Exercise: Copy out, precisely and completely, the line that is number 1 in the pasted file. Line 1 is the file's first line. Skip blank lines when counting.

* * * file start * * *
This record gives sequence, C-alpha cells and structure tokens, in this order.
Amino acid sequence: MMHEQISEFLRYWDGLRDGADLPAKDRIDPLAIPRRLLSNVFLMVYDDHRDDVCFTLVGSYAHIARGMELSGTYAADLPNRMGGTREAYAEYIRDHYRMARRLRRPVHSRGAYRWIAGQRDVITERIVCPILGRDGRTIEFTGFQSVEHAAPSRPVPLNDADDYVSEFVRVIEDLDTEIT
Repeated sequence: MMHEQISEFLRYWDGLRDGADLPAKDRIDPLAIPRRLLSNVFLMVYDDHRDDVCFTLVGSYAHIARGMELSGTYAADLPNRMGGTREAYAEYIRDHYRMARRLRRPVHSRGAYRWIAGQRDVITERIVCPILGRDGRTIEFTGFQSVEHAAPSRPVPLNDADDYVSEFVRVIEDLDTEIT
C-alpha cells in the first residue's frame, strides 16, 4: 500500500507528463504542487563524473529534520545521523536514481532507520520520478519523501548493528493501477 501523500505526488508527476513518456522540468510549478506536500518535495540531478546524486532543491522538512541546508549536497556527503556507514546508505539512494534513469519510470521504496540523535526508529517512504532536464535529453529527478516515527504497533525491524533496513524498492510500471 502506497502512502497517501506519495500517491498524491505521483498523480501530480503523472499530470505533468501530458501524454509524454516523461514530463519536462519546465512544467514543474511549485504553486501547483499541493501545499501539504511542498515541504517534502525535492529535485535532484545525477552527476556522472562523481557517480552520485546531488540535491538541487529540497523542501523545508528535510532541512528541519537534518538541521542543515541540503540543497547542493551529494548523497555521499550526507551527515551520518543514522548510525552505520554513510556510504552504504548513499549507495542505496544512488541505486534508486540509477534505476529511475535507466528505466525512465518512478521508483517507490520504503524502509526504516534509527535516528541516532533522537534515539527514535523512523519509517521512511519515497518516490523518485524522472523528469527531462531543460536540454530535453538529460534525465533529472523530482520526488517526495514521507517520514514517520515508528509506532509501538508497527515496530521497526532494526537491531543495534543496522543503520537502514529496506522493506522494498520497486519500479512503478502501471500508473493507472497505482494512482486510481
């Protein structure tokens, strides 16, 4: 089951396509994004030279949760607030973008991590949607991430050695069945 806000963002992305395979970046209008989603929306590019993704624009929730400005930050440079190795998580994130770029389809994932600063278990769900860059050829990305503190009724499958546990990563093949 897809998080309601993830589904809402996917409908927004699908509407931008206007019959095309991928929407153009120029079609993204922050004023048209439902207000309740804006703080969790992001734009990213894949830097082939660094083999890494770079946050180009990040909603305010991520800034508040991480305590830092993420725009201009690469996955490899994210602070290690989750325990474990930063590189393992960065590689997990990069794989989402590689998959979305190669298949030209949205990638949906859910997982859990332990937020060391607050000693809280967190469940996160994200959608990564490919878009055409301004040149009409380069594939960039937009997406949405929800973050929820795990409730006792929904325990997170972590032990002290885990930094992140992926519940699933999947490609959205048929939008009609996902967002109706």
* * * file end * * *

This record gives sequence, C-alpha cells and structure tokens, in this order.